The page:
However, vegetarians are NOT alone! Those who want healthier,
organic, GMO-free, or even just safer foods have few choices. Others
who'd enjoy getting out of the modern American "burger, pizza, taco,
sandwich, chicken" rut have few options, as well. People of certain
religious faiths--orthodox Jews, Muslims, Adventists, Hindus, etc.--also
have to exercise caution when eating out. Finally, the largest market
consists of those who desperately want to find tasty food that doesn't
make them fat, and that includes the 60+% of Americans who are already
All these folks would find what they're looking for in a chain
of vegan quick-serve restaurants. "Vegan" means the menu consists
entirely of items made without meat (including fish or chicken),
dairy, or eggs.
This idea will work if the food is good. Correction--It
will only work if the food is great! Menu items need
to be simple but tasty. Fortunately, those recipes already exist
and are being enjoyed in homes and small-scale restaurants throughout
the country. In this venture, regional commissary kitchens will
do most of the preparation, and the stores (that's industry-speak
for individual restaurants) will do more mixing, warming and serving
The food, by its nature, is typically low-fat and very healthy,
but it can also be delicious and "fun." It may include look-alikes
(meatless burgers, etc.), a range of ethnic selections (Southwest/Mexican,
Indian, Italian, Asian and others), and some ultra-healthy raw items.
The "quick-serve" format (costumers order, pay, take a marker,
sit down, and food is brought to their tables) will work best. I
also envision a drive-through window for picking up take-out orders
or for ordering from an abbreviated menu of quickly available items.
The Company Structure
OK, this might get a little radical at this point (as if it wasn't
already, right?), so please be patient.
This type of food is simply more expensive than the factory-farm-grown,
mass-produced fare found in typical chains. However, the venture
will be more successful if prices can be kept fairly close to those
of the competition. So how do we pull off such a trick?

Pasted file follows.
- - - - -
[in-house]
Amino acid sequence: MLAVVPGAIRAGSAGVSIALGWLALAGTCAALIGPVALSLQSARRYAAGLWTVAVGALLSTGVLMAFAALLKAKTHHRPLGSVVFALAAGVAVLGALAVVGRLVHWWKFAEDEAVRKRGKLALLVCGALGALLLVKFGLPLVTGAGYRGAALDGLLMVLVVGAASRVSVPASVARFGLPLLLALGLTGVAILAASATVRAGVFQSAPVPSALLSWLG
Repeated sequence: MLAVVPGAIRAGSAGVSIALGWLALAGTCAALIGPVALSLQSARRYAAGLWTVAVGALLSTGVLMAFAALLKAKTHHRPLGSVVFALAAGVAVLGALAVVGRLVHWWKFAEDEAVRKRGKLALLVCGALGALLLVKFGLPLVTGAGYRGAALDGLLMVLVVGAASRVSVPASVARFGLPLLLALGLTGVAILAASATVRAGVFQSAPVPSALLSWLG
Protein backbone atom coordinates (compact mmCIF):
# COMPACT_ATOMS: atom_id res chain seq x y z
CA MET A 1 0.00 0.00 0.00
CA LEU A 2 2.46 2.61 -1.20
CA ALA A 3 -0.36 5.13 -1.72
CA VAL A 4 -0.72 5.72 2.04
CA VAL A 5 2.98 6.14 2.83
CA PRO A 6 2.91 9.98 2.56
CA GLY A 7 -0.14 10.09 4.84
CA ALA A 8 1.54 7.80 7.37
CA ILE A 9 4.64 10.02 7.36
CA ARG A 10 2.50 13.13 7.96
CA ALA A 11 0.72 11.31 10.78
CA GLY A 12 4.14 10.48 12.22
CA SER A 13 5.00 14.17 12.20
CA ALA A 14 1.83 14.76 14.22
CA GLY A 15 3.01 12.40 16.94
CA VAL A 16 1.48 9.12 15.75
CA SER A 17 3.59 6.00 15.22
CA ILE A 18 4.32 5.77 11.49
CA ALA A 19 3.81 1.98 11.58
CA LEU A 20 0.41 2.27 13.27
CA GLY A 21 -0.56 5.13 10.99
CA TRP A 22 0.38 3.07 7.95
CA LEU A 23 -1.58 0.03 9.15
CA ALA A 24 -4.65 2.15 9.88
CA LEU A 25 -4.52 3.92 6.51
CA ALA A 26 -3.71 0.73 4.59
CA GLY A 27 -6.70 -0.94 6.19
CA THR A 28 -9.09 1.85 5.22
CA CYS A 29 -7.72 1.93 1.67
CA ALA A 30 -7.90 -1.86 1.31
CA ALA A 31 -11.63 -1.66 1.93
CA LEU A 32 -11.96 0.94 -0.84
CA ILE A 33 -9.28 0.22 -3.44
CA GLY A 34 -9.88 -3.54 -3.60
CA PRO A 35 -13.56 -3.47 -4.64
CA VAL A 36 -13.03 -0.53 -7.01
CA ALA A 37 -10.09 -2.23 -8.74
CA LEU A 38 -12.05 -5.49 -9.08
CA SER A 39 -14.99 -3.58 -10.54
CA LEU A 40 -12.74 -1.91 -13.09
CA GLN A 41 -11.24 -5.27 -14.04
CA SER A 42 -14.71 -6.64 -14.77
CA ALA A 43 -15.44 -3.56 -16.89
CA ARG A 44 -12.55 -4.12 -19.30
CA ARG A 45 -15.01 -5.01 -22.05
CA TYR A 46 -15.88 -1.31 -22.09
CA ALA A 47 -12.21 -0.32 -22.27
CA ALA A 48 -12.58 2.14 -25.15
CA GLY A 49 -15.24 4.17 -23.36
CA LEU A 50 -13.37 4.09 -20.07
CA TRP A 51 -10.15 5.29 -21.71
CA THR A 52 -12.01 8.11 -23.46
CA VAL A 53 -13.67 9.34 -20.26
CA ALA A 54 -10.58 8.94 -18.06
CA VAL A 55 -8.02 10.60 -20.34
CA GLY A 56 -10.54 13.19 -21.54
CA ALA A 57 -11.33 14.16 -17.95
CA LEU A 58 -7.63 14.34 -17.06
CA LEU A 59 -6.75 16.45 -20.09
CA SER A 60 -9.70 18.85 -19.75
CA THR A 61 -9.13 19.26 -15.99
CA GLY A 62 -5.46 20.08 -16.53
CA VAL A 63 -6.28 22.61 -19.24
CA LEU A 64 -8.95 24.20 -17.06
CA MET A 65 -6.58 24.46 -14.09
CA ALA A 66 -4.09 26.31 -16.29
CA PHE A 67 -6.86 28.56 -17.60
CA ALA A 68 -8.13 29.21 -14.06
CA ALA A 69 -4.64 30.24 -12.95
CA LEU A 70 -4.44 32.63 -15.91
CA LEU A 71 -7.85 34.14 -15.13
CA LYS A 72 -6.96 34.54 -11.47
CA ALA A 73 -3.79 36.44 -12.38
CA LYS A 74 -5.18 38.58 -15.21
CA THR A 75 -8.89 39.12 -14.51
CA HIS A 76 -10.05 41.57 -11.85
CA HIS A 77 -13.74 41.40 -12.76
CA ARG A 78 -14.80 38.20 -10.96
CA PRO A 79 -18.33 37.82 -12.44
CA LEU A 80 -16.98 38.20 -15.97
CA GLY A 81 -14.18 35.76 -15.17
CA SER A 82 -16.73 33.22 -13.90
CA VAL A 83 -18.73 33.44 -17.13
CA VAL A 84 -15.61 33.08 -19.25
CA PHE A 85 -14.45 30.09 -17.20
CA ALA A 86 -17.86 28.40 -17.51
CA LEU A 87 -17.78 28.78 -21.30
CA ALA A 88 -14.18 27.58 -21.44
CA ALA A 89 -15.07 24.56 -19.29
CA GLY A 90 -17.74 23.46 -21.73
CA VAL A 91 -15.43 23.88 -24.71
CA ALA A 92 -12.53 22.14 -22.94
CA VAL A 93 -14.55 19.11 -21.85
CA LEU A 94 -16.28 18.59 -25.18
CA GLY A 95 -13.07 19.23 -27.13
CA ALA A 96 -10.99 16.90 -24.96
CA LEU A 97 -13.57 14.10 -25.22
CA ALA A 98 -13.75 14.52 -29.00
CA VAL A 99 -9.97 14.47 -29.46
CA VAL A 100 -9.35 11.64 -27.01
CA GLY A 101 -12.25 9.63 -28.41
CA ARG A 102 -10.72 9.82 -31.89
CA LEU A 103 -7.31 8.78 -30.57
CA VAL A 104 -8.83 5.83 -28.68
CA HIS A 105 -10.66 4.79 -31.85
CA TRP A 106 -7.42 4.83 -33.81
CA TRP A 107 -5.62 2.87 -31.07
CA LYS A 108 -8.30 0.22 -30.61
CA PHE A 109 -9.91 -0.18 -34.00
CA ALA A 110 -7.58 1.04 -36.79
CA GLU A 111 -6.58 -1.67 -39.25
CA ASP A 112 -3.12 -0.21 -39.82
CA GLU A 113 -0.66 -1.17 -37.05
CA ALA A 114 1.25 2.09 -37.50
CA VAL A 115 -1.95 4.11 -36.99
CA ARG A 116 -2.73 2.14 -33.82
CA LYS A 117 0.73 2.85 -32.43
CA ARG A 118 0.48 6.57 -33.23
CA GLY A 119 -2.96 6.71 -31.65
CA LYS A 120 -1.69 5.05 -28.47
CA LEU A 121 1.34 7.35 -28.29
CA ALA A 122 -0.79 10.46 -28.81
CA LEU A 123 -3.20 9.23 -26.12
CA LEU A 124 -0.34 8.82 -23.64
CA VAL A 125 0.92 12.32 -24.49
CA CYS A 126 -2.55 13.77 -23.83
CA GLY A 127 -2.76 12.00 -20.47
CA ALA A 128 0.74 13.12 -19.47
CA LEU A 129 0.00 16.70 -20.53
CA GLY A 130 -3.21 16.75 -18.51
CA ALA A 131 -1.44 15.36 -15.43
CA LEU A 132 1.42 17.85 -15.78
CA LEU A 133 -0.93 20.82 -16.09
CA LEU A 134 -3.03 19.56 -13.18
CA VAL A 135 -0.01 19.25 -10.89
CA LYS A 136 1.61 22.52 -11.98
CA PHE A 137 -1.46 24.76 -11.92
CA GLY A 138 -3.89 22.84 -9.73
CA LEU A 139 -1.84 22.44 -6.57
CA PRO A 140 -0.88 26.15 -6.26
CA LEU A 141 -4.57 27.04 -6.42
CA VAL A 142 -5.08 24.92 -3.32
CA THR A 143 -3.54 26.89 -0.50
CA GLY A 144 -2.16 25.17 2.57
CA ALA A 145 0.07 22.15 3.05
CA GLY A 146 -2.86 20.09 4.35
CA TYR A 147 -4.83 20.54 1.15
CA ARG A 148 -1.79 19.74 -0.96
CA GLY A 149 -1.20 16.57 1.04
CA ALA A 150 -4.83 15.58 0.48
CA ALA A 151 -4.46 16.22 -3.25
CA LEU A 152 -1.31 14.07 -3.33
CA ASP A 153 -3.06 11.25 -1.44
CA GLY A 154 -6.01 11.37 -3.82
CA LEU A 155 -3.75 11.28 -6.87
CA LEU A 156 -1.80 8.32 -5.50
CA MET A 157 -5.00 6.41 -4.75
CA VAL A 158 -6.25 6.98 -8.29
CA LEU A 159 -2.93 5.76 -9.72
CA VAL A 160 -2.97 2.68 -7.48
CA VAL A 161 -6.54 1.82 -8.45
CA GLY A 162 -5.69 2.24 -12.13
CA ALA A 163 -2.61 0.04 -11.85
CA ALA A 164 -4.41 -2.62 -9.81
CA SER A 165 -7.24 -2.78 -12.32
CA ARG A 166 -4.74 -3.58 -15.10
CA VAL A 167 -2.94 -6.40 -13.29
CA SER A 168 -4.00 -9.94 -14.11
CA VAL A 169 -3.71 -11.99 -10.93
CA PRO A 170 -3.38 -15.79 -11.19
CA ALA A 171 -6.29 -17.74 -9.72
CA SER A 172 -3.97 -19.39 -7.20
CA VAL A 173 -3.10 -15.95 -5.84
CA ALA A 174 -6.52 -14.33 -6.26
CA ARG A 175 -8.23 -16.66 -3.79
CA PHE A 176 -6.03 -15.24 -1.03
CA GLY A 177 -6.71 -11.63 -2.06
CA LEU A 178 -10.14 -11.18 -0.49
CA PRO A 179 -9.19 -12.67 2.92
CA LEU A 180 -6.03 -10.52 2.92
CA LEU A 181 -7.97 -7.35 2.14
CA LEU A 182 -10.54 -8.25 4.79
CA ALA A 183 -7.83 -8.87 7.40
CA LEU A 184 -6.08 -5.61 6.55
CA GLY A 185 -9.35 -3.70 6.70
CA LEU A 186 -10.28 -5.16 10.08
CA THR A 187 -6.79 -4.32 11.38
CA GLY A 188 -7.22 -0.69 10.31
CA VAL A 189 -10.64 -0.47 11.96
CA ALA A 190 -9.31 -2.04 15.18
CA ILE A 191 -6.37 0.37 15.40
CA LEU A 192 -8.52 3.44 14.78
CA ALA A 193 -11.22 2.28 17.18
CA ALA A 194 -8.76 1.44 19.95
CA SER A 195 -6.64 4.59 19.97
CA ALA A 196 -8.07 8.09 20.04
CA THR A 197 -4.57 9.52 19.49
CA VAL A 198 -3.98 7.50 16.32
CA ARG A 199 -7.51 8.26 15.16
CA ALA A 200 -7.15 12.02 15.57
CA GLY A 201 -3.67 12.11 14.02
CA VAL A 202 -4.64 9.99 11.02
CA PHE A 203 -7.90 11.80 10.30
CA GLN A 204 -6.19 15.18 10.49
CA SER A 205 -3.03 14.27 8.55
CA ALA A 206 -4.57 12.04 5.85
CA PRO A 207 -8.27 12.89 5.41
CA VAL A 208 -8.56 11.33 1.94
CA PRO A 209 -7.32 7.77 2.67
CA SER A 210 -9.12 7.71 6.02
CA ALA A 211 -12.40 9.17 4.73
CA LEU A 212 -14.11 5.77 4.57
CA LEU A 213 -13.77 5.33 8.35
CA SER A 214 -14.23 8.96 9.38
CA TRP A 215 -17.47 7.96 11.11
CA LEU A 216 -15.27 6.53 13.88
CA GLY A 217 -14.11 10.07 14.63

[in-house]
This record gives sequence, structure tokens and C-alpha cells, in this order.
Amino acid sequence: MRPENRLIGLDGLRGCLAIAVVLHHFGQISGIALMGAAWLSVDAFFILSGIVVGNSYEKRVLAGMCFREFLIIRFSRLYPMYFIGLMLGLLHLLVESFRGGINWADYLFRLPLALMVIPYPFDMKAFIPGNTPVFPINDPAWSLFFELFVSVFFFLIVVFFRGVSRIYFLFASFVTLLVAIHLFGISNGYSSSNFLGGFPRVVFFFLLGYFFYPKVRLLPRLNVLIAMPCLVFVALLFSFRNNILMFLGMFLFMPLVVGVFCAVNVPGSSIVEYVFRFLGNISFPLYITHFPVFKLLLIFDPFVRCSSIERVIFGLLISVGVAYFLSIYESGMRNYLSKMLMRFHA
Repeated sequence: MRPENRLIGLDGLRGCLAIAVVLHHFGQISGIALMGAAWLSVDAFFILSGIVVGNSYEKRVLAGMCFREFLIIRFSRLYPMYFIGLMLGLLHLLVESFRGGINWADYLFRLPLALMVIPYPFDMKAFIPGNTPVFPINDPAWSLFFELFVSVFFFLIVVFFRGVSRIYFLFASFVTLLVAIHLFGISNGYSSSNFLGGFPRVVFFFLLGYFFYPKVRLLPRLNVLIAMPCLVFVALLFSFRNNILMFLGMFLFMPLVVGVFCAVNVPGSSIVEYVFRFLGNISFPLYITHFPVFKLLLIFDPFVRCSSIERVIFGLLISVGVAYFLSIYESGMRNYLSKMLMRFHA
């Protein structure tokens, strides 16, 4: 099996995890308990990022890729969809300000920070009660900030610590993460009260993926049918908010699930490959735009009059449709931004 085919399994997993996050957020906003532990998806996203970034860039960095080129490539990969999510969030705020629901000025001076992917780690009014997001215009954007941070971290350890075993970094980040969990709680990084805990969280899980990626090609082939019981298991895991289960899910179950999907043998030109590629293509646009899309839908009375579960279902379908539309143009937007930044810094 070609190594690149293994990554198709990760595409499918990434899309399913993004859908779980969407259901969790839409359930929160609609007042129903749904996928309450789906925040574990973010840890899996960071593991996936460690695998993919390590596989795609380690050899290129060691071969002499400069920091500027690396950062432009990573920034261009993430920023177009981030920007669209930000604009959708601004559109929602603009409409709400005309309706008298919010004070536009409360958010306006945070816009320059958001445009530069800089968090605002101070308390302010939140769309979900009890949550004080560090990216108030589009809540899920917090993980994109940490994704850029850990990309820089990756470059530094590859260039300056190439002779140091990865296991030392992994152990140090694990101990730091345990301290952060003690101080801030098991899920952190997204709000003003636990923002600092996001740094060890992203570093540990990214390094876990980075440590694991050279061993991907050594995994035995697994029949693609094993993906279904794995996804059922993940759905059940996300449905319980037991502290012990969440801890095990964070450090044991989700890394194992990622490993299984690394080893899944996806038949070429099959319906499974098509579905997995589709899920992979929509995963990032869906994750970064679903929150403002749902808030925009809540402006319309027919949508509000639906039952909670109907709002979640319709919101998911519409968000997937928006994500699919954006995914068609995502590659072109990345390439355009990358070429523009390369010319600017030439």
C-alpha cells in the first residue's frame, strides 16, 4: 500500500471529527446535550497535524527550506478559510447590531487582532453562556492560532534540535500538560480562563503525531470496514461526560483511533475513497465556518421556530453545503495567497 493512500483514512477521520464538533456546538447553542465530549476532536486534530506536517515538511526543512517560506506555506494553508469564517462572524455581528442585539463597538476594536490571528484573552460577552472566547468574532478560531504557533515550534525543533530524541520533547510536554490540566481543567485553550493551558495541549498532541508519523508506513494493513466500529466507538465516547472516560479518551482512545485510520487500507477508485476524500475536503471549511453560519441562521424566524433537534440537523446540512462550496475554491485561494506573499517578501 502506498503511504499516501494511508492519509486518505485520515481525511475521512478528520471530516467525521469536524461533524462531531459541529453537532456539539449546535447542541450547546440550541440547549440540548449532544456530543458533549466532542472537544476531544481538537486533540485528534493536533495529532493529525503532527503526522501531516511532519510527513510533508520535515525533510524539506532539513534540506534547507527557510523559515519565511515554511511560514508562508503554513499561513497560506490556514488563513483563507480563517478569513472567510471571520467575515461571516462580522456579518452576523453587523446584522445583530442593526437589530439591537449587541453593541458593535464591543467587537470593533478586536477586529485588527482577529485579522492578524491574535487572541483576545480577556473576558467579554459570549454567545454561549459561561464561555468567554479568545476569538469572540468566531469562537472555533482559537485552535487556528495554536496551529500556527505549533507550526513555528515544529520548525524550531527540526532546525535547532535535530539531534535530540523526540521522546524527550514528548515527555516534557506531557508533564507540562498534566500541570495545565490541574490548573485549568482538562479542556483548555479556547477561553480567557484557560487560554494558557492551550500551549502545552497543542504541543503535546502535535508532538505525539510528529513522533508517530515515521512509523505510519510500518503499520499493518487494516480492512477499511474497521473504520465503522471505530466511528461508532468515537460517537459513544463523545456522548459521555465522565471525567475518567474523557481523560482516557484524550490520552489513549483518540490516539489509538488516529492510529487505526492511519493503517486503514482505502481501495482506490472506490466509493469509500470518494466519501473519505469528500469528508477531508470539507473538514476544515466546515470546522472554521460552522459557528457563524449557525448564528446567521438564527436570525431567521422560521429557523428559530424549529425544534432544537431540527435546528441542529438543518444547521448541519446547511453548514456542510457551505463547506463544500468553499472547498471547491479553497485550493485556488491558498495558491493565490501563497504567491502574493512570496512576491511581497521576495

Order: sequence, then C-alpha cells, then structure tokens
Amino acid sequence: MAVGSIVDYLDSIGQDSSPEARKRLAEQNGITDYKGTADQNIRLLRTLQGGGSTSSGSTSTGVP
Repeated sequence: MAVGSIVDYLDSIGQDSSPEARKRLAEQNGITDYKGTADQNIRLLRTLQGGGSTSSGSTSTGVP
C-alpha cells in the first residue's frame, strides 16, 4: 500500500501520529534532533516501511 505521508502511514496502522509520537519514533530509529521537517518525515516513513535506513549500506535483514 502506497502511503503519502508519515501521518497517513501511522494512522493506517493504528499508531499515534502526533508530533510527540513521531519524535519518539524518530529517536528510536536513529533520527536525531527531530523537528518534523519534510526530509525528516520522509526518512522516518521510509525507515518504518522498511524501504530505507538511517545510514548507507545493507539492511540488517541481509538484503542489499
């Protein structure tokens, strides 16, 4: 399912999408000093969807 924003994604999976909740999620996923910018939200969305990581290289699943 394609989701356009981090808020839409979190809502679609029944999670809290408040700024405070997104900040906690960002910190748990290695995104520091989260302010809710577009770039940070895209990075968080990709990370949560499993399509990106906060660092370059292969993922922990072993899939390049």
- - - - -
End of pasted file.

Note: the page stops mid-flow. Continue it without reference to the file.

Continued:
1--Find investors for whom earning huge profits is NOT the primary
motivation. The company might pay out dividends only up to a
certain point, and excess profits could be used for increased expansion
or to further reduce costs. This will require finding investors
who are willing to accept maximum returns closer to what they might
get from conservative investments but who are also willing to tolerate
all the downside risk of putting money into a start-up business.
Cause-focused, altruistic, wealthy people don't grow on trees, but
they're out there. Do you know some?
2--Find executives who are NOT greedy. There should be a
reasonable expectation of a good income for talented execs and management,
but (taking a cue from Ralph Nader) the company will bring aboard
people who are willing to work for salaries that don't climb beyond
multiples of those of the entry-level employees. I have a scale
in mind. It's still flexible, of course, but the CEO will NOT
be earning a thousand times more than the kids wiping tables. The
concept will work BEST if this is not a typical American
3--Pay the entry-level staff MORE than the industry standard.
Now I hear you asking, "Catano, are you on drugs?" However, a better-than-standard
basic wage will allow hiring the best employees. For example, vegetarian
or "green" oriented high school and college students (and there
are many, their numbers are growing, and they're typically quite
sharp) will want jobs because they'll be able to earn a decent wage
and be part of something they can believe in. As a result, motivation
will be high and productivity far above average. I have several
other ideas for incentives, but those can wait. This is, after all,
just a summary.
4--Give away LOTS of money. "Alright," you're moaning, "Now
we think you're delusional!" But if this venture can begin to donate